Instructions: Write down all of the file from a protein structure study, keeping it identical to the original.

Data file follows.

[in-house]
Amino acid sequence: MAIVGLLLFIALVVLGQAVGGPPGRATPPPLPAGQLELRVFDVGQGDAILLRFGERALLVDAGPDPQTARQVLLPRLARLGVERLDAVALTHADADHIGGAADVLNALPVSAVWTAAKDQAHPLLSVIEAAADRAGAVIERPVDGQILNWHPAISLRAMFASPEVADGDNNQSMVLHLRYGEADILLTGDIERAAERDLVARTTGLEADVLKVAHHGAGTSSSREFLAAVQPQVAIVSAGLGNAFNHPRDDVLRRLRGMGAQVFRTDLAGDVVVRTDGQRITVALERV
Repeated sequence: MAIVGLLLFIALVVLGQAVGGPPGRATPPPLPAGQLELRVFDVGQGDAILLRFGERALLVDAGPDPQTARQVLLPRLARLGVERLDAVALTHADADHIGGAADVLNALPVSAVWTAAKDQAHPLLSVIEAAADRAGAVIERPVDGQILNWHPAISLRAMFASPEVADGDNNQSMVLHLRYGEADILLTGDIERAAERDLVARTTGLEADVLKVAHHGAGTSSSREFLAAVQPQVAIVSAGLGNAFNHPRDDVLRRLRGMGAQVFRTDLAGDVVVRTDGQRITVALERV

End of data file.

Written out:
[in-house]
Amino acid sequence: MAIVGLLLFIALVVLGQAVGGPPGRATPPPLPAGQLELRVFDVGQGDAILLRFGERALLVDAGPDPQTARQVLLPRLARLGVERLDAVALTHADADHIGGAADVLNALPVSAVWTAAKDQAHPLLSVIEAAADRAGAVIERPVDGQILNWHPAISLRAMFASPEVADGDNNQSMVLHLRYGEADILLTGDIERAAERDLVARTTGLEADVLKVAHHGAGTSSSREFLAAVQPQVAIVSAGLGNAFNHPRDDVLRRLRGMGAQVFRTDLAGDVVVRTDGQRITVALERV
Repeated sequence: MAIVGLLLFIALVVLGQAVGGPPGRATPPPLPAGQLELRVFDVGQGDAILLRFGERALLVDAGPDPQTARQVLLPRLARLGVERLDAVALTHADADHIGGAADVLNALPVSAVWTAAKDQAHPLLSVIEAAADRAGAVIERPVDGQILNWHPAISLRAMFASPEVADGDNNQSMVLHLRYGEADILLTGDIERAAERDLVARTTGLEADVLKVAHHGAGTSSSREFLAAVQPQVAIVSAGLGNAFNHPRDDVLRRLRGMGAQVFRTDLAGDVVVRTDGQRITVALERV